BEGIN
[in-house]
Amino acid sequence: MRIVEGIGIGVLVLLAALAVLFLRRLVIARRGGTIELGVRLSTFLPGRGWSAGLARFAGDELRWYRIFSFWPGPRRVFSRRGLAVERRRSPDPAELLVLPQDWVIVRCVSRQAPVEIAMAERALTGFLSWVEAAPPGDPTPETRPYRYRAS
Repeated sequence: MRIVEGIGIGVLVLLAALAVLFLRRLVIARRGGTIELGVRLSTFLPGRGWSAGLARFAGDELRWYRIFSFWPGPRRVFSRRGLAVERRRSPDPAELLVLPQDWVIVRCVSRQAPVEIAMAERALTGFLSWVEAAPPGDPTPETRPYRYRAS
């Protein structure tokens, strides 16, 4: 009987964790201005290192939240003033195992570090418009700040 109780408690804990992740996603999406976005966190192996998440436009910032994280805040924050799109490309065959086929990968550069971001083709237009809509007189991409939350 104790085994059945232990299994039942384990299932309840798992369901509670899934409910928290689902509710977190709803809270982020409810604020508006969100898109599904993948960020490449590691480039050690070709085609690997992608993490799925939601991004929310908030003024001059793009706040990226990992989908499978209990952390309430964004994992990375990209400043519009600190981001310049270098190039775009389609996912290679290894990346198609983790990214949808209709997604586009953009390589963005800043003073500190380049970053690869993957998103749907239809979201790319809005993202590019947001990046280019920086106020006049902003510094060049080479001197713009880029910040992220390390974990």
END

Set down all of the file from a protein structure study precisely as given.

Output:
[in-house]
Amino acid sequence: MRIVEGIGIGVLVLLAALAVLFLRRLVIARRGGTIELGVRLSTFLPGRGWSAGLARFAGDELRWYRIFSFWPGPRRVFSRRGLAVERRRSPDPAELLVLPQDWVIVRCVSRQAPVEIAMAERALTGFLSWVEAAPPGDPTPETRPYRYRAS
Repeated sequence: MRIVEGIGIGVLVLLAALAVLFLRRLVIARRGGTIELGVRLSTFLPGRGWSAGLARFAGDELRWYRIFSFWPGPRRVFSRRGLAVERRRSPDPAELLVLPQDWVIVRCVSRQAPVEIAMAERALTGFLSWVEAAPPGDPTPETRPYRYRAS
């Protein structure tokens, strides 16, 4: 009987964790201005290192939240003033195992570090418009700040 109780408690804990992740996603999406976005966190192996998440436009910032994280805040924050799109490309065959086929990968550069971001083709237009809509007189991409939350 104790085994059945232990299994039942384990299932309840798992369901509670899934409910928290689902509710977190709803809270982020409810604020508006969100898109599904993948960020490449590691480039050690070709085609690997992608993490799925939601991004929310908030003024001059793009706040990226990992989908499978209990952390309430964004994992990375990209400043519009600190981001310049270098190039775009389609996912290679290894990346198609983790990214949808209709997604586009953009390589963005800043003073500190380049970053690869993957998103749907239809979201790319809005993202590019947001990046280019920086106020006049902003510094060049080479001197713009880029910040992220390390974990």